Before addressing information related to emerging ovarian cancer biomarkers, it is important to consider the several steps that are required to develop and, more importantly, validate a new biomarker. One useful framework is that published by the National Cancer Institute Early Detection Research Network investigators. They indicated that the goal of a cancer-screening program is to detect tumors at an early stage so that treatment is likely to be successful. The gold standard by which such programs are judged is whether the death rate from the cancer for which screening is performed is reduced among those being screened. In addition, the screening test must be sufficiently noninvasive and inexpensive to allow widespread use in the population to be screened. Maintaining high test specificity (i.e., few false-positive results) is essential for a population screening test, because even a low false-positive rate results in many people having to undergo unnecessary and costly diagnostic procedures and psychological stress. It is likely that the use of several such cancer biomarkers in combination will be required for a screening test to be both sensitive and specific.
Furthermore, a clinically useful test must have a high PPV (a parameter derived from sensitivity, specificity and disease prevalence in the screened population). Practically speaking, a biomarker with a PPV of 10% implies that ten surgical procedures would be required to identify one case of ovarian cancer; the remaining nine surgeries would represent false-positive test findings. In general, the ovarian cancer research community considers biomarkers with a PPV less than 10% to be clinically unacceptable, given the morbidity related to bilateral salpingo-oophorectomy. Finally, it is important to keep in mind that while novel biomarkers may be present in the sera of women with advanced ovarian cancer (which comprise the vast majority of cases analyzed in the early phases of biomarker development), they may or may not be detectable in women with early stage disease, which is essential if the screening test is to be clinically useful.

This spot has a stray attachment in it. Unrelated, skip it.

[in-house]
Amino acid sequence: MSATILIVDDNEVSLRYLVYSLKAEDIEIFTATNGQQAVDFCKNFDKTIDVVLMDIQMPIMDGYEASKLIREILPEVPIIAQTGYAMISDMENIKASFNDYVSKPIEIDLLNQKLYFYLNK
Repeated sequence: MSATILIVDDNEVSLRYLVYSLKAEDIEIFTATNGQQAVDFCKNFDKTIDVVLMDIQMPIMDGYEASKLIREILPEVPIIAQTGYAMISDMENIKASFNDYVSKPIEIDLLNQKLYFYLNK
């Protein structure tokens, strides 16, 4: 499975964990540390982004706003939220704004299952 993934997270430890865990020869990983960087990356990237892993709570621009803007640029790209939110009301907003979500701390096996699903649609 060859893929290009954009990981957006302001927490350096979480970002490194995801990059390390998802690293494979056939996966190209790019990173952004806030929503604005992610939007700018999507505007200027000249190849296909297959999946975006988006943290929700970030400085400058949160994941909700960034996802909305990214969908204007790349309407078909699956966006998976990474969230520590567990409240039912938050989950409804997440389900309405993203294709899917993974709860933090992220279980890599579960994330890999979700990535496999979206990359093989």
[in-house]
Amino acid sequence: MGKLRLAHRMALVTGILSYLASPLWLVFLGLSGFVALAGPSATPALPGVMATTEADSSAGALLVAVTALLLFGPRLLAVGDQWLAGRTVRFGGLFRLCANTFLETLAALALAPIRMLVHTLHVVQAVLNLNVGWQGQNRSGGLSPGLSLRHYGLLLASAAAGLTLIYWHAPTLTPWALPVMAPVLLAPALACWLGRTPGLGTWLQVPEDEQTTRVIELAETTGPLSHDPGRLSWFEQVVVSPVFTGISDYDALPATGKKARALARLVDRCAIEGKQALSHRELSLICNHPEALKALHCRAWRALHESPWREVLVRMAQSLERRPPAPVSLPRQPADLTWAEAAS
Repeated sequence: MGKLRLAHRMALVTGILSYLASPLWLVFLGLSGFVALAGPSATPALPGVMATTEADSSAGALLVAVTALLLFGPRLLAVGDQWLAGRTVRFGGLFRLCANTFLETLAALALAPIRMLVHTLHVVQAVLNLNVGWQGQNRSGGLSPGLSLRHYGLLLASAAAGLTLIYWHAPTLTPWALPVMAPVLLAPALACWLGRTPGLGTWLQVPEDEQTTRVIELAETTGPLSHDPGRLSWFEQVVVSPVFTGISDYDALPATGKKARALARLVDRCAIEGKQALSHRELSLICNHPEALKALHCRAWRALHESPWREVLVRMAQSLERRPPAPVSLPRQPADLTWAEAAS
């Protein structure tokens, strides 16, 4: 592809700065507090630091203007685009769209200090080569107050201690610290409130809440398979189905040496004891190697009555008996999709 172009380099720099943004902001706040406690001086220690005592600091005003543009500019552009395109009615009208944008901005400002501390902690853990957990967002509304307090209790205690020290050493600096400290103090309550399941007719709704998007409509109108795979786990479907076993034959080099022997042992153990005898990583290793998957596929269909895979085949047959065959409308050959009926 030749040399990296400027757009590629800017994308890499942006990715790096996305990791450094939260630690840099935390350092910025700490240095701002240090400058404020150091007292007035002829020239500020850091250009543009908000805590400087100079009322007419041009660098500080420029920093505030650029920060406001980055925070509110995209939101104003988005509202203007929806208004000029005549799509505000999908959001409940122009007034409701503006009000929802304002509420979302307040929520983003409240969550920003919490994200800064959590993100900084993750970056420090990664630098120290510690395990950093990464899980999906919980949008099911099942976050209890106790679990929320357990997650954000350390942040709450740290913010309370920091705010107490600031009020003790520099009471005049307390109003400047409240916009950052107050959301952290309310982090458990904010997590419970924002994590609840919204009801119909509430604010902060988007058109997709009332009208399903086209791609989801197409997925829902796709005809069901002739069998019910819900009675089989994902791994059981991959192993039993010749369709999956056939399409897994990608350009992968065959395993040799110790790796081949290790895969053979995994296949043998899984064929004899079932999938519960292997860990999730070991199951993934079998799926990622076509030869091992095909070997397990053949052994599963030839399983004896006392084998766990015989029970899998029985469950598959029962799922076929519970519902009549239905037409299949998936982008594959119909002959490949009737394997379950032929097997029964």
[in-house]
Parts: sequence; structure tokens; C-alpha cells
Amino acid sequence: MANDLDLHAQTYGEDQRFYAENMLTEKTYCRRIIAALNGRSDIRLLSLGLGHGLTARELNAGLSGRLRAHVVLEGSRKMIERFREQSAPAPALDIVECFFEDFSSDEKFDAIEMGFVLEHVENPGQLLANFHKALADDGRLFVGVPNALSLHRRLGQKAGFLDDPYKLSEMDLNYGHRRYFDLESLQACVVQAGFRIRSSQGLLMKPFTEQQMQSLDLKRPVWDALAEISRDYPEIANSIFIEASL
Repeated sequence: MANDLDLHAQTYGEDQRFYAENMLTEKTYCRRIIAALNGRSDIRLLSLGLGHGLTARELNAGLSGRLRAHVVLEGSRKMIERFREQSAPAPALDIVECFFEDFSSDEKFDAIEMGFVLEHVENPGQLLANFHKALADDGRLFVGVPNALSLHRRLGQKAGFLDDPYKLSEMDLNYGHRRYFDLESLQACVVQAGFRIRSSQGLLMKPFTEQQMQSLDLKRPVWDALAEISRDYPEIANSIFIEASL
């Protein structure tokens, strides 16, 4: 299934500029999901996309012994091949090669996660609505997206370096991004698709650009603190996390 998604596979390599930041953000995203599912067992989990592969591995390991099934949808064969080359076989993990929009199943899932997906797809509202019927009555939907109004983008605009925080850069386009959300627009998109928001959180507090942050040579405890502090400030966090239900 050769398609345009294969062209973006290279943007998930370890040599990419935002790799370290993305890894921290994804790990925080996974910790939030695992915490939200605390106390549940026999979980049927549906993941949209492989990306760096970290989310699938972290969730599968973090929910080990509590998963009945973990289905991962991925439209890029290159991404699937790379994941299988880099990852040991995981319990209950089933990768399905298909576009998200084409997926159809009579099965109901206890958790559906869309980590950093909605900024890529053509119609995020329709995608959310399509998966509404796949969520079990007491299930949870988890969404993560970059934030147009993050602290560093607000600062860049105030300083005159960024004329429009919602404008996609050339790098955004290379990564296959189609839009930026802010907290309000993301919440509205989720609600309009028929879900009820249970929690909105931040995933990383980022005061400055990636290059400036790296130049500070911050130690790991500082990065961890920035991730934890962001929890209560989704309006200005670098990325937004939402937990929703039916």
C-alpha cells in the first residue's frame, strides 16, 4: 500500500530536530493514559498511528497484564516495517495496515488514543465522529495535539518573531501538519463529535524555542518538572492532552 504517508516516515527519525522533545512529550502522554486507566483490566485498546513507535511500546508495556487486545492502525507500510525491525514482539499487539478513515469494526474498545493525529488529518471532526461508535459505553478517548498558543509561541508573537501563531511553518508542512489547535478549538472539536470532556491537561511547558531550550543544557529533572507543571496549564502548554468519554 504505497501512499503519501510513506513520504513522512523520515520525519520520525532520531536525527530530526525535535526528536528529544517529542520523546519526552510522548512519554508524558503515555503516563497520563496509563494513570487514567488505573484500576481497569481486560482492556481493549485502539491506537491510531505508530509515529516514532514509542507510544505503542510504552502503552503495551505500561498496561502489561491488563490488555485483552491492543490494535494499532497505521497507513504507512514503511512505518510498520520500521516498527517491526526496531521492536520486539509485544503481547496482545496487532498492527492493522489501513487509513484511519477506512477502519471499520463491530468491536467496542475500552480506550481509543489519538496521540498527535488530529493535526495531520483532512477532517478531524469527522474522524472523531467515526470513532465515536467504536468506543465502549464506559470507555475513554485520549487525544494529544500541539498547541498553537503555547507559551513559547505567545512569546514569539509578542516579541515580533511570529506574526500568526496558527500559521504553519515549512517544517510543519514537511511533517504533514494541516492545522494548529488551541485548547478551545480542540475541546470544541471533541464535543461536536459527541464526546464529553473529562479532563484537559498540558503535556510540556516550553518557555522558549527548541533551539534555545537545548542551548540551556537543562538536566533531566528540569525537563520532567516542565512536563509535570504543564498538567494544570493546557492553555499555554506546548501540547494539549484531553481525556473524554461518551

It has been suggested that there are five general phases in biomarker development and validation:
- Phase I — Preclinical exploratory studies
- Identify potentially discriminating biomarkers.
- Usually done by comparing gene over- or under-expression in the tumor compared with normal tissue.
- Since many exploratory analyses in large numbers of genes are performed at this stage, one or more may seem to have good discriminating ability between cancers and normal tissue by random chance alone.
- Phase 2 — Clinical assay development for clinical disease
- Develop a clinical assay that can be obtained on noninvasively obtained samples (e.g., a blood specimen).
- Often the test targets the protein product of one of the genes found to be of interest in phase I.
- The goal is to describe the performance characteristics of the assay for distinguishing between subjects with and without cancer. At this point, the assay should be in its final configuration and remain stable throughout the following phases.